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Postcard from San Antonio: In Search of Answers, Including My Own

My week in San Antonio could not have gone any faster. It seems like just yesterday I arrived in the Alamo city, a serene town that was still days away from being the center of the basketball universe.

I awoke Tuesday morning, hardly able to believe that just the night before I had reported on the NCAA national championship game.

What a ride.

When team media availability kicked of Thursday, I still felt like a fish out of water. Every few minutes I would bump into a writer who had been covering the Final Four much longer than I had been alive. This was rather intimidating and took awhile to wrap my brain around.

The first few press conferences and locker room availabilities were still a bit nerve racking. When I asked my first question in Jay Wright’s session on that opening afternoon, I felt as though I could go into cardiac arrest. This was not because the coach of the Villanova Wildcats is at all frightening. He’s incredibly friendly, but my inner perfectionist wanted to prove that I belonged there.

By the time Sunday and Monday rolled around, I felt like a seasoned veteran. Media breakout sessions and the periods of locker room availability were a breeze. I knew what questions to ask, who to ask, and was informed enough to sound like someone who belonged. And I realized I was.

* * *

During the course of the week, I had talked to dozens of people I never thought I would meet, including players and coaches from Villanova and Kansas, Wildcat alumni Josh Hart and Ryan Arcidiacono, plus Ray Allen, Jason Kidd, Steve Nash, and many more.

After the initial shock, I was no longer doing double takes in the hallway after passing by Charles Barkley, Kenny ‘The Jet’ Smith, Jim Nantz, Grant Hill, and prominent media figures I had been reading since my life as a sports fan began.

A big part of feeling you belong is not placing others on a pedestal. While there were dozens of media members in San Antonio this weekend with more experience than I could dream of having, we were all there to do the same job.

That is one thing I will not forget.

* * *

When I took a Sports Writing course in the fall of 2016, my sophomore year, my semester-long project was on the career of long-time Boston Globe reporter and columnist Bob Ryan. I had done a phone interview with Ryan and several of his colleagues, gaining more insight behind the mind of one of the greatest sports writers in the country. While I was seated prior to the U.S. Basketball Writers Association annual honors luncheon on Monday afternoon, I stood and turned for an introduction, only to be greeted by Mr. Ryan. I was taken aback by meeting the man whose career trajectory was something I would like to try and emulate.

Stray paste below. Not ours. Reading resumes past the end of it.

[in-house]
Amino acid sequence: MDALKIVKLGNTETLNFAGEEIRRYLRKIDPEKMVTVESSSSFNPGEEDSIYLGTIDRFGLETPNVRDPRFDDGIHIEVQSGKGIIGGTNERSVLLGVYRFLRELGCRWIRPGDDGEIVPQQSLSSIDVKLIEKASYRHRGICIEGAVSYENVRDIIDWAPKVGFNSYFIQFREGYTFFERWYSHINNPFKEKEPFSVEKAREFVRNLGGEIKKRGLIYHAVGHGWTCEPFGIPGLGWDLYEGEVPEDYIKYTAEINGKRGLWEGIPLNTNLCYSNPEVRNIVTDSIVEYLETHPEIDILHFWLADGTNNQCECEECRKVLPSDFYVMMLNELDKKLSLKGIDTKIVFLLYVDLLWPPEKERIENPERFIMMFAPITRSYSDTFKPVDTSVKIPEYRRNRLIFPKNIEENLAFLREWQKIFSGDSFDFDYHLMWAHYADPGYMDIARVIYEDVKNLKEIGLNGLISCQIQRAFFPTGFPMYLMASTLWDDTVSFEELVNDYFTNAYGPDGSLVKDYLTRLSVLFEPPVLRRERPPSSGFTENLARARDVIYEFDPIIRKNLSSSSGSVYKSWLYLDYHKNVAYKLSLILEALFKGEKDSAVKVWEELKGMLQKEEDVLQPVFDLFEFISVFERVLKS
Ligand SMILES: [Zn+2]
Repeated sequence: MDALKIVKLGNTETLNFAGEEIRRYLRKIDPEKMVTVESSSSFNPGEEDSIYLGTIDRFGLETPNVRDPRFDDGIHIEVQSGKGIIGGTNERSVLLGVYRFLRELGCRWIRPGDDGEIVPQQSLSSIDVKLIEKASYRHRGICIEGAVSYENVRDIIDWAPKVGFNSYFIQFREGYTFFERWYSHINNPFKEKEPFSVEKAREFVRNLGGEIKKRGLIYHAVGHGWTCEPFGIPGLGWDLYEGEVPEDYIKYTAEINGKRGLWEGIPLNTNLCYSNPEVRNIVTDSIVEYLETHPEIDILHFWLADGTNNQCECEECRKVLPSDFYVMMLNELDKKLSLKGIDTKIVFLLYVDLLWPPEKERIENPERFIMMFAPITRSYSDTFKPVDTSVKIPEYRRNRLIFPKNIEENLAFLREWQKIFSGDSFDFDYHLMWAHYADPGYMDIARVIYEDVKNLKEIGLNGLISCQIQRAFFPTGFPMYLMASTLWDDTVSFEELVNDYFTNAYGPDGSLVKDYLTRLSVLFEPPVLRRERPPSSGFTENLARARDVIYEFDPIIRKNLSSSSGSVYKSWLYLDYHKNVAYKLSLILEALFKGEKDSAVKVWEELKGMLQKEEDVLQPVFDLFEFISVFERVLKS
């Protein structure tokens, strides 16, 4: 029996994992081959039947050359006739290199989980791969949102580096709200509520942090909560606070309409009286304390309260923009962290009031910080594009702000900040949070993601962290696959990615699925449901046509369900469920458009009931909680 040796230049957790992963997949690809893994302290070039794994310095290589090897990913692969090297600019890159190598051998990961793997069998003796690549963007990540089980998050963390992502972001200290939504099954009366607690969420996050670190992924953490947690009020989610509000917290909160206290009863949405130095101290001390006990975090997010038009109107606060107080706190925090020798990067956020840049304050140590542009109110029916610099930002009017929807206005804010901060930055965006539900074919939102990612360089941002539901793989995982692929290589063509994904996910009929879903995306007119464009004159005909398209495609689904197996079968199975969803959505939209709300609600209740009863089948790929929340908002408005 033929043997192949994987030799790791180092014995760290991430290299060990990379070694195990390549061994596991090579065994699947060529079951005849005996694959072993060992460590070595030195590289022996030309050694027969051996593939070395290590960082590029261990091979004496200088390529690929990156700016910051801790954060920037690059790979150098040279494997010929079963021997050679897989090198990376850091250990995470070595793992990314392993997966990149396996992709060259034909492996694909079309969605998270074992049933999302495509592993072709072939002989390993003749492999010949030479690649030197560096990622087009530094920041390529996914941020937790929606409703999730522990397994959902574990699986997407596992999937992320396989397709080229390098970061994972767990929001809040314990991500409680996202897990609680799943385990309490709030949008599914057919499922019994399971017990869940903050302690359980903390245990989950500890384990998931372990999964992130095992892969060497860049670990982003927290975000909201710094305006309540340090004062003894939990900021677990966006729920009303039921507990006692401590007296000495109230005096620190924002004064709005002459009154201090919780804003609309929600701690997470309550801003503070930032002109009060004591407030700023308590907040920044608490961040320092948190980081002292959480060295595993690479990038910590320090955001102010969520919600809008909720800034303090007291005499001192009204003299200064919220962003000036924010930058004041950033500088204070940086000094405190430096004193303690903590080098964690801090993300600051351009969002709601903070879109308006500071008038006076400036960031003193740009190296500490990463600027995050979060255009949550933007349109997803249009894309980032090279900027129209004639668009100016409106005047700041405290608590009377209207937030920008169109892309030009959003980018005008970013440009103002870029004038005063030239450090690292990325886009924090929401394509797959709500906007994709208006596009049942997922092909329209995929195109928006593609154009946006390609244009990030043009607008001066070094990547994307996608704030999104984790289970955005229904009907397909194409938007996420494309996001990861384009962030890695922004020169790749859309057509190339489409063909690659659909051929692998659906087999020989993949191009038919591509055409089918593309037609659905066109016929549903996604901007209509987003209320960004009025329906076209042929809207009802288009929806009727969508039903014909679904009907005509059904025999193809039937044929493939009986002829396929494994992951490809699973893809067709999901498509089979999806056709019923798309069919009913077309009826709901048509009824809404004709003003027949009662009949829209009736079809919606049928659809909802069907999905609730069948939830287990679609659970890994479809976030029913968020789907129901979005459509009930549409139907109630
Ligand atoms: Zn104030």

* * *

Being in the Alamodome for the semifinals and national championship game was all too surreal. When you watch events like that on television, you cannot truly grasp the magnitude you experience when you are there. The entire city of San Antonio was abuzz with fans from dawn until much after dusk.

The Alamodome was electrifying during each game, from a fairly even distribution of Loyola Chicago, Kansas, Villanova and Michigan fans during the semifinal games on Saturday night to a seemingly overwhelming sea of Michigan maize during the national championship. The fans made the experience that much more intense. The roar after a big block or a steal and transition dunk was almost paralyzing.

* * *

The presentation of the games was also incredible. When the lights dimmed and music approached a crescendo before each game, that’s when the chills down my spine also began. The highlight packages for each team were visually stunning and the sound was deafening. The court serving as a projector screen for highlights and various graphics was surreal to witness first hand. My hairs were still standing on end even after the final buzzer sounded.

* * *

Prior to leaving Indianapolis, I told my parents that they should be reading these postcards prior to my return, so that I would not have to answer a million questions. I chose to be a journalist because I love to ask questions, not answer them.

But over the last week I answered a lot of questions. Not the ones that others would ask, but the ones that I had for myself.

By Aidan Wilkins | @AidanJWilkins

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